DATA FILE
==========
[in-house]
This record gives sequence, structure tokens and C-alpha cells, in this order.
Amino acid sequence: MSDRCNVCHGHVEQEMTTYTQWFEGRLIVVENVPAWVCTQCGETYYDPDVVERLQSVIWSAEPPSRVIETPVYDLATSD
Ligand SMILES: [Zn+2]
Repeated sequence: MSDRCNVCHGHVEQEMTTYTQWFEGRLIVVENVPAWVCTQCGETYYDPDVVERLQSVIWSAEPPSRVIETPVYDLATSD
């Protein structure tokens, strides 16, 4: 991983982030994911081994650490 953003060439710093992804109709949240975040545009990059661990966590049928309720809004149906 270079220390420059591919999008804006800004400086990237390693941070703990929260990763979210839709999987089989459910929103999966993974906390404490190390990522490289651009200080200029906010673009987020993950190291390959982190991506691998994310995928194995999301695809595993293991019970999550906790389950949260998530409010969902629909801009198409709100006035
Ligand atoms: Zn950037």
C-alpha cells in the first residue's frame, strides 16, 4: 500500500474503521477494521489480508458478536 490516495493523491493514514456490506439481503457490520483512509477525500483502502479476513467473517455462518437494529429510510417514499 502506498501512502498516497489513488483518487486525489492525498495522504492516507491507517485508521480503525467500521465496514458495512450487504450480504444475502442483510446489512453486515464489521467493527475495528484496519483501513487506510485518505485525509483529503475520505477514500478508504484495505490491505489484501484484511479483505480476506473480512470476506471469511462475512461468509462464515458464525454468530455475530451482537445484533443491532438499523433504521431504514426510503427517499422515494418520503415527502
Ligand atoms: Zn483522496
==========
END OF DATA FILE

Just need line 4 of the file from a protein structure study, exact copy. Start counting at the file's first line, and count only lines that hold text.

Ligand SMILES: [Zn+2]